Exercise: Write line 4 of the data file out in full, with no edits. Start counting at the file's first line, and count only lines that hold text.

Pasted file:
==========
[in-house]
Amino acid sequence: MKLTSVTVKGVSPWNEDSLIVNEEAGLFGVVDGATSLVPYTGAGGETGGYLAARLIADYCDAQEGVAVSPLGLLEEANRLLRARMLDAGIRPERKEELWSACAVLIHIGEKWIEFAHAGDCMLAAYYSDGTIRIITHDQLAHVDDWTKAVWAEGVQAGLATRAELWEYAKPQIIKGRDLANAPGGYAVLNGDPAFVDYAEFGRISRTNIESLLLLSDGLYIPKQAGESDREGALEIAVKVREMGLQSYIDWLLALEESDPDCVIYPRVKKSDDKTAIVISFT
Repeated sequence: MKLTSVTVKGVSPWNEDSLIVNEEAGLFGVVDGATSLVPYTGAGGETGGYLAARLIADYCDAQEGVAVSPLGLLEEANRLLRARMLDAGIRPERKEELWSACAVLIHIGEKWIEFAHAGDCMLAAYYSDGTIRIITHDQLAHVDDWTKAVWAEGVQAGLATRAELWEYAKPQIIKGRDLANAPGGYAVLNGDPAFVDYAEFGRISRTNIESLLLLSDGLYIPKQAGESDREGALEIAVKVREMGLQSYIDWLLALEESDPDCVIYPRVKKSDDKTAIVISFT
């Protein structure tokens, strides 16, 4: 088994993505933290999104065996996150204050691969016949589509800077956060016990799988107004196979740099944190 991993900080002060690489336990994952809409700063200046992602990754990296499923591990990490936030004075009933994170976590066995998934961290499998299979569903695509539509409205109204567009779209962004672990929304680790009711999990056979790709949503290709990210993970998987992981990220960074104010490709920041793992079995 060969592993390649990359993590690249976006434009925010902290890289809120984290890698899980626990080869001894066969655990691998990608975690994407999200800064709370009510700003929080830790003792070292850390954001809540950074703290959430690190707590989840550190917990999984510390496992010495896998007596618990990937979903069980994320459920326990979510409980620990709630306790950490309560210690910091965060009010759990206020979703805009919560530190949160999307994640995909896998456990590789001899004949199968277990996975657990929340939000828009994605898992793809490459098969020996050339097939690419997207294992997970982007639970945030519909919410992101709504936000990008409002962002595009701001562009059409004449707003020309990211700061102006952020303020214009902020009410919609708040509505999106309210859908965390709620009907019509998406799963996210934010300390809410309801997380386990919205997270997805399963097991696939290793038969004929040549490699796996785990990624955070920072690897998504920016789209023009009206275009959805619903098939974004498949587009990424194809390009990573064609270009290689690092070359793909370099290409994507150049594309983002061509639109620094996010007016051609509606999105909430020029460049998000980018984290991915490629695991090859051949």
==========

């Protein structure tokens, strides 16, 4: 088994993505933290999104065996996150204050691969016949589509800077956060016990799988107004196979740099944190 991993900080002060690489336990994952809409700063200046992602990754990296499923591990990490936030004075009933994170976590066995998934961290499998299979569903695509539509409205109204567009779209962004672990929304680790009711999990056979790709949503290709990210993970998987992981990220960074104010490709920041793992079995 060969592993390649990359993590690249976006434009925010902290890289809120984290890698899980626990080869001894066969655990691998990608975690994407999200800064709370009510700003929080830790003792070292850390954001809540950074703290959430690190707590989840550190917990999984510390496992010495896998007596618990990937979903069980994320459920326990979510409980620990709630306790950490309560210690910091965060009010759990206020979703805009919560530190949160999307994640995909896998456990590789001899004949199968277990996975657990929340939000828009994605898992793809490459098969020996050339097939690419997207294992997970982007639970945030519909919410992101709504936000990008409002962002595009701001562009059409004449707003020309990211700061102006952020303020214009902020009410919609708040509505999106309210859908965390709620009907019509998406799963996210934010300390809410309801997380386990919205997270997805399963097991696939290793038969004929040549490699796996785990990624955070920072690897998504920016789209023009009206275009959805619903098939974004498949587009990424194809390009990573064609270009290689690092070359793909370099290409994507150049594309983002061509639109620094996010007016051609509606999105909430020029460049998000980018984290991915490629695991090859051949």